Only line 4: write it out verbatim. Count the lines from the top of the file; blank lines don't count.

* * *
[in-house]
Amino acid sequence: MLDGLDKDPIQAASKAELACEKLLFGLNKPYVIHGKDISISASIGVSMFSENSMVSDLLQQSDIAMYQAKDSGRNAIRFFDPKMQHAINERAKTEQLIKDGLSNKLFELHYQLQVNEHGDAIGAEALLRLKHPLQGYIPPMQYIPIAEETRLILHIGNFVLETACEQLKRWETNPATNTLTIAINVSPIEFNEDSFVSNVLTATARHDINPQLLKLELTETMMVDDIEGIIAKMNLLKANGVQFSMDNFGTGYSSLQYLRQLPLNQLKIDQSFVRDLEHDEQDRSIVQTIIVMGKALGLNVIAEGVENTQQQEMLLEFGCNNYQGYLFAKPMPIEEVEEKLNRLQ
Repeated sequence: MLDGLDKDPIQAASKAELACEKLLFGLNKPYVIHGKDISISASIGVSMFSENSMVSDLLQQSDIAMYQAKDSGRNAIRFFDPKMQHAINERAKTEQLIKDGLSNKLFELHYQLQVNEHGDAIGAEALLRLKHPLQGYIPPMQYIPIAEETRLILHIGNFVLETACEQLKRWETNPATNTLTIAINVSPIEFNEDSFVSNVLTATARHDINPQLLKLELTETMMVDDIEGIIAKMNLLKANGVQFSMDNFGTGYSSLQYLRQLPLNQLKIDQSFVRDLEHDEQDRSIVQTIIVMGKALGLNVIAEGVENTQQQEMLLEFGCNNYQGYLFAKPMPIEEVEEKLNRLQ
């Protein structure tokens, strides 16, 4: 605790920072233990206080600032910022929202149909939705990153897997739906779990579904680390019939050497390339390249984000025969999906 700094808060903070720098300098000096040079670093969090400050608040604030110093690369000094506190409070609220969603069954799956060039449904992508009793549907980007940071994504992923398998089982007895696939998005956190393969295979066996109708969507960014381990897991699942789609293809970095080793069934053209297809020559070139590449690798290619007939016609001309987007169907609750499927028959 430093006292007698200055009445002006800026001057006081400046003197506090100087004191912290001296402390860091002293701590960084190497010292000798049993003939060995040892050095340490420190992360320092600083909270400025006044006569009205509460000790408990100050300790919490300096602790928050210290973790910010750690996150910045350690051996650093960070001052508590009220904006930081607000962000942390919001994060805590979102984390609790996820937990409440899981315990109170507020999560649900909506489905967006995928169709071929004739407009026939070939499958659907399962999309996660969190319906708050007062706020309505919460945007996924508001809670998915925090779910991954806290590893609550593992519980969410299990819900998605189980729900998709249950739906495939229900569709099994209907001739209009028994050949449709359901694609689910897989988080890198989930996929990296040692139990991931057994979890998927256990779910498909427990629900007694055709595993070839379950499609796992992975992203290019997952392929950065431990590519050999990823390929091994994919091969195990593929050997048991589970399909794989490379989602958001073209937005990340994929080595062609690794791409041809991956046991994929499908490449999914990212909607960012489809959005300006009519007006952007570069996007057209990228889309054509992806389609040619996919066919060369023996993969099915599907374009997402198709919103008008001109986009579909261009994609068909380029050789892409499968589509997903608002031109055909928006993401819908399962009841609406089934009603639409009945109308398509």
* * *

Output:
């Protein structure tokens, strides 16, 4: 605790920072233990206080600032910022929202149909939705990153897997739906779990579904680390019939050497390339390249984000025969999906 700094808060903070720098300098000096040079670093969090400050608040604030110093690369000094506190409070609220969603069954799956060039449904992508009793549907980007940071994504992923398998089982007895696939998005956190393969295979066996109708969507960014381990897991699942789609293809970095080793069934053209297809020559070139590449690798290619007939016609001309987007169907609750499927028959 430093006292007698200055009445002006800026001057006081400046003197506090100087004191912290001296402390860091002293701590960084190497010292000798049993003939060995040892050095340490420190992360320092600083909270400025006044006569009205509460000790408990100050300790919490300096602790928050210290973790910010750690996150910045350690051996650093960070001052508590009220904006930081607000962000942390919001994060805590979102984390609790996820937990409440899981315990109170507020999560649900909506489905967006995928169709071929004739407009026939070939499958659907399962999309996660969190319906708050007062706020309505919460945007996924508001809670998915925090779910991954806290590893609550593992519980969410299990819900998605189980729900998709249950739906495939229900569709099994209907001739209009028994050949449709359901694609689910897989988080890198989930996929990296040692139990991931057994979890998927256990779910498909427990629900007694055709595993070839379950499609796992992975992203290019997952392929950065431990590519050999990823390929091994994919091969195990593929050997048991589970399909794989490379989602958001073209937005990340994929080595062609690794791409041809991956046991994929499908490449999914990212909607960012489809959005300006009519007006952007570069996007057209990228889309054509992806389609040619996919066919060369023996993969099915599907374009997402198709919103008008001109986009579909261009994609068909380029050789892409499968589509997903608002031109055909928006993401819908399962009841609406089934009603639409009945109308398509």